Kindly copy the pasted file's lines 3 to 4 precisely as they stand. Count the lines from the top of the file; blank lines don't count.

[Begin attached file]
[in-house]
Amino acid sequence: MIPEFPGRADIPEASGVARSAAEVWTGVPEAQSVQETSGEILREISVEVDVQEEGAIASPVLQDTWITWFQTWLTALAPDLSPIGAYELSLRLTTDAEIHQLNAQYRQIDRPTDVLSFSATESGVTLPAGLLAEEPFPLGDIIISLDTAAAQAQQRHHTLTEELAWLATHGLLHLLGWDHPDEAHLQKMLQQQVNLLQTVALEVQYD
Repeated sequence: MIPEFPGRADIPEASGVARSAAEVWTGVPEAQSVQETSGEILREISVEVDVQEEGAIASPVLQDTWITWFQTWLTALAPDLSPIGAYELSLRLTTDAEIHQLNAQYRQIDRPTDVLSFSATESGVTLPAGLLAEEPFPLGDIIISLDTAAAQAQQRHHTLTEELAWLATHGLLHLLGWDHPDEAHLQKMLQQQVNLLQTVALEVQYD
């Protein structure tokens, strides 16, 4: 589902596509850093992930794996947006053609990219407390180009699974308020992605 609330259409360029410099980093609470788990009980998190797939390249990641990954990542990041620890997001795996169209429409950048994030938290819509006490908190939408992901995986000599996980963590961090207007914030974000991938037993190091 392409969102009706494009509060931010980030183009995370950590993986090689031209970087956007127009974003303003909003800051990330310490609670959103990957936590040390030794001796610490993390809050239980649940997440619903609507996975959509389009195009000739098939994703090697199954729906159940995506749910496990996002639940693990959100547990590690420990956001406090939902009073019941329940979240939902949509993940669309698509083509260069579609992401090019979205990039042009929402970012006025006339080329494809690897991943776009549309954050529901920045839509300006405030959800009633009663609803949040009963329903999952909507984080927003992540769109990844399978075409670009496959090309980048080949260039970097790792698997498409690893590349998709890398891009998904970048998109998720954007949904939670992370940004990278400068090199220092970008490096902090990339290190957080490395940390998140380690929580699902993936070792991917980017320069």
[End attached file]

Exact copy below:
Repeated sequence: MIPEFPGRADIPEASGVARSAAEVWTGVPEAQSVQETSGEILREISVEVDVQEEGAIASPVLQDTWITWFQTWLTALAPDLSPIGAYELSLRLTTDAEIHQLNAQYRQIDRPTDVLSFSATESGVTLPAGLLAEEPFPLGDIIISLDTAAAQAQQRHHTLTEELAWLATHGLLHLLGWDHPDEAHLQKMLQQQVNLLQTVALEVQYD
């Protein structure tokens, strides 16, 4: 589902596509850093992930794996947006053609990219407390180009699974308020992605 609330259409360029410099980093609470788990009980998190797939390249990641990954990542990041620890997001795996169209429409950048994030938290819509006490908190939408992901995986000599996980963590961090207007914030974000991938037993190091 392409969102009706494009509060931010980030183009995370950590993986090689031209970087956007127009974003303003909003800051990330310490609670959103990957936590040390030794001796610490993390809050239980649940997440619903609507996975959509389009195009000739098939994703090697199954729906159940995506749910496990996002639940693990959100547990590690420990956001406090939902009073019941329940979240939902949509993940669309698509083509260069579609992401090019979205990039042009929402970012006025006339080329494809690897991943776009549309954050529901920045839509300006405030959800009633009663609803949040009963329903999952909507984080927003992540769109990844399978075409670009496959090309980048080949260039970097790792698997498409690893590349998709890398891009998904970048998109998720954007949904939670992370940004990278400068090199220092970008490096902090990339290190957080490395940390998140380690929580699902993936070792991917980017320069």